Anne Adams' art
Over the past three days, I've read two fascinating stories about Vancouver artist Anne Adams who died in 2007. First I read Boléro: Beautiful symptom of a terrible disease in the NewScientist.
Today, I'm looking at the Vancouver Sun's page and a half feature on this remarkable woman. (The web version is a short one.)
It's a tragic yet inspiring story of a former University of British Columbia scientist who came down with a rare brain disease later in life, a form of aphasia and dementia that produced spurts of artistic activity. She abandoned science for art, producing a large body of work, most notably Unravelling Boléro, a bar-by-bar representation Ravel's Boléro (shown above).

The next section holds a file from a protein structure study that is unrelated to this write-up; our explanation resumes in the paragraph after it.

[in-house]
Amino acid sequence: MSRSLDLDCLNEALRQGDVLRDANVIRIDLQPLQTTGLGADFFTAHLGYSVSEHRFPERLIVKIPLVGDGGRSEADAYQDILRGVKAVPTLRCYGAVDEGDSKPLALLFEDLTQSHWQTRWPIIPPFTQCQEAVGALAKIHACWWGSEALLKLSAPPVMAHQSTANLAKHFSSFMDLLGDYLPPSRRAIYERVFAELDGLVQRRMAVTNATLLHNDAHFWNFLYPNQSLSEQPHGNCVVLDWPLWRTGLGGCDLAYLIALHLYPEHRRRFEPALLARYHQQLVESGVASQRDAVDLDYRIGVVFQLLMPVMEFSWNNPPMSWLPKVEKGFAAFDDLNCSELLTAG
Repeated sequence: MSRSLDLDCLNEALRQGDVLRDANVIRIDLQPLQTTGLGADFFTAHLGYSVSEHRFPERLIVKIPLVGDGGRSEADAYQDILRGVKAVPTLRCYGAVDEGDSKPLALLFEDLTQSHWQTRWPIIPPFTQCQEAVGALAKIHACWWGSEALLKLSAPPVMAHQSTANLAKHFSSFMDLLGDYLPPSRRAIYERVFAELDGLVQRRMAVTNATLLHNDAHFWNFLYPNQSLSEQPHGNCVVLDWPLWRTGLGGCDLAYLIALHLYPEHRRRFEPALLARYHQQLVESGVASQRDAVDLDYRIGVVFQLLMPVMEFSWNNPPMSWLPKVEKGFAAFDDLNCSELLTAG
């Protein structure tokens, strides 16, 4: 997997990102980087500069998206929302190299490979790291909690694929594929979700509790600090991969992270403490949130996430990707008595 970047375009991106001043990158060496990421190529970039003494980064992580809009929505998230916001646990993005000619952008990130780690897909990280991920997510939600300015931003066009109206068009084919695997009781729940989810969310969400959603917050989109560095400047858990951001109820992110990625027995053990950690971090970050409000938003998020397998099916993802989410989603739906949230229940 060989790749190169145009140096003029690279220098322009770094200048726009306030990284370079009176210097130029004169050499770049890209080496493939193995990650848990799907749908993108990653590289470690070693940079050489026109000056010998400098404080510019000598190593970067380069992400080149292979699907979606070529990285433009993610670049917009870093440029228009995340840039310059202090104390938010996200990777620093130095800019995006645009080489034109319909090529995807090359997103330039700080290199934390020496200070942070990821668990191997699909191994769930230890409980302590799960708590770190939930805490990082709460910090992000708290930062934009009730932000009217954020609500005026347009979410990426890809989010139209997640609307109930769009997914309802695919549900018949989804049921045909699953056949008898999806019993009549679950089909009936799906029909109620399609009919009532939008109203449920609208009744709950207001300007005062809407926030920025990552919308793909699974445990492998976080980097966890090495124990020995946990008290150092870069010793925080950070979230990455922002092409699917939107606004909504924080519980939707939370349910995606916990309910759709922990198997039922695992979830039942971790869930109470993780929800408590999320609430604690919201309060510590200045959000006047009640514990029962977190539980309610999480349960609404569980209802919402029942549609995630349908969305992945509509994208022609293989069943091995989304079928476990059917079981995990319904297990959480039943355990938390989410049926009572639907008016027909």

Scientists who monitored the progressions of the disease found fascinating new details of how the brain rebuilds other areas to make up for damaged ones.
And here's the jaw-dropper: Ravel is thought to have suffered from the same condition, which may have drawn him towards repetitive patterns such as the themes that cycle through Boléro. Adams was unaware of this, and of her own condition, while working on her painting.
We can find out more about Anne Adams and her work at her website, including the Book of Invertebrates which was honoured with a full page in the Sun. In addition the Patient Art Gallery website of the Memory and Aging Center of the University of Califormia at San Francisco has some lovely examples including the above image.
With some family history of dementia and Parkinson's, I sometimes worry what might happen to me in my old age. If I were struck by this disease, will I turn from being an artist into a scientist? Seriously.